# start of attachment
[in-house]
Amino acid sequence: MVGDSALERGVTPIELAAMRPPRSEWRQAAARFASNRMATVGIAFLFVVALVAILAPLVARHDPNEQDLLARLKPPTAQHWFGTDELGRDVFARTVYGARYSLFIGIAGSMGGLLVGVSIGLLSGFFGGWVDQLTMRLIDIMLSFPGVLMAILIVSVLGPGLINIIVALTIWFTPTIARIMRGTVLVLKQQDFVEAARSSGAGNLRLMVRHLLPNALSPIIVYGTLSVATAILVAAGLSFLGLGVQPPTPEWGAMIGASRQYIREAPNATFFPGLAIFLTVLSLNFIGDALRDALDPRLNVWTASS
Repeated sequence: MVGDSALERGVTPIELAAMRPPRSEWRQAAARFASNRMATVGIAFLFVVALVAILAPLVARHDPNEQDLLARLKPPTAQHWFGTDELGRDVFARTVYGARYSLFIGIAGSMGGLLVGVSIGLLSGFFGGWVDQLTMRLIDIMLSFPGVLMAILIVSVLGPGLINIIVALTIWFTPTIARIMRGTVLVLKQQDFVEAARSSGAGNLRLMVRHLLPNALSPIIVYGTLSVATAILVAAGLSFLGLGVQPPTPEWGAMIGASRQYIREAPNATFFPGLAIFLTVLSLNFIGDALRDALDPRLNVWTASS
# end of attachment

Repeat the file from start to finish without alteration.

[in-house]
Amino acid sequence: MVGDSALERGVTPIELAAMRPPRSEWRQAAARFASNRMATVGIAFLFVVALVAILAPLVARHDPNEQDLLARLKPPTAQHWFGTDELGRDVFARTVYGARYSLFIGIAGSMGGLLVGVSIGLLSGFFGGWVDQLTMRLIDIMLSFPGVLMAILIVSVLGPGLINIIVALTIWFTPTIARIMRGTVLVLKQQDFVEAARSSGAGNLRLMVRHLLPNALSPIIVYGTLSVATAILVAAGLSFLGLGVQPPTPEWGAMIGASRQYIREAPNATFFPGLAIFLTVLSLNFIGDALRDALDPRLNVWTASS
Repeated sequence: MVGDSALERGVTPIELAAMRPPRSEWRQAAARFASNRMATVGIAFLFVVALVAILAPLVARHDPNEQDLLARLKPPTAQHWFGTDELGRDVFARTVYGARYSLFIGIAGSMGGLLVGVSIGLLSGFFGGWVDQLTMRLIDIMLSFPGVLMAILIVSVLGPGLINIIVALTIWFTPTIARIMRGTVLVLKQQDFVEAARSSGAGNLRLMVRHLLPNALSPIIVYGTLSVATAILVAAGLSFLGLGVQPPTPEWGAMIGASRQYIREAPNATFFPGLAIFLTVLSLNFIGDALRDALDPRLNVWTASS